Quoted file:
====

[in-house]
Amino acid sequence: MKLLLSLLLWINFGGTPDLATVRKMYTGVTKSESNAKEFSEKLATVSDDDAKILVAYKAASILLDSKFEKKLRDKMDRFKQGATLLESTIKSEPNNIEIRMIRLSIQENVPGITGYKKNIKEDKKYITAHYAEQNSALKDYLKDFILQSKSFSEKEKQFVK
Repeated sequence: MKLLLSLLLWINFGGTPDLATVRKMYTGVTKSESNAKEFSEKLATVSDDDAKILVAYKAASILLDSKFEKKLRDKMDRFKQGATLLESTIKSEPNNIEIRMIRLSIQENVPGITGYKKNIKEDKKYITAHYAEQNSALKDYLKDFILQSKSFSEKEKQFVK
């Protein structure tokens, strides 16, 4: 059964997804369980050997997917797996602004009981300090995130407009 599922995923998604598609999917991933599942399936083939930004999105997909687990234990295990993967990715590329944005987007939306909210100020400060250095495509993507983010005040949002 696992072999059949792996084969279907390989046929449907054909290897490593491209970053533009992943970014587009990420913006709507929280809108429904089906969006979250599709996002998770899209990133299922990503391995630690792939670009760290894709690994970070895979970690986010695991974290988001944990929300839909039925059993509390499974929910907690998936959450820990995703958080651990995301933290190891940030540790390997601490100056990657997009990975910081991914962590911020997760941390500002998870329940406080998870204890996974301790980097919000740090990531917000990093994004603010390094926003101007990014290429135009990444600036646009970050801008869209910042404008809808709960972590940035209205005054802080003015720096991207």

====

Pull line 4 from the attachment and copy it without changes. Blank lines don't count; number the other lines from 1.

């Protein structure tokens, strides 16, 4: 059964997804369980050997997917797996602004009981300090995130407009 599922995923998604598609999917991933599942399936083939930004999105997909687990234990295990993967990715590329944005987007939306909210100020400060250095495509993507983010005040949002 696992072999059949792996084969279907390989046929449907054909290897490593491209970053533009992943970014587009990420913006709507929280809108429904089906969006979250599709996002998770899209990133299922990503391995630690792939670009760290894709690994970070895979970690986010695991974290988001944990929300839909039925059993509390499974929910907690998936959450820990995703958080651990995301933290190891940030540790390997601490100056990657997009990975910081991914962590911020997760941390500002998870329940406080998870204890996974301790980097919000740090990531917000990093994004603010390094926003101007990014290429135009990444600036646009970050801008869209910042404008809808709960972590940035209205005054802080003015720096991207």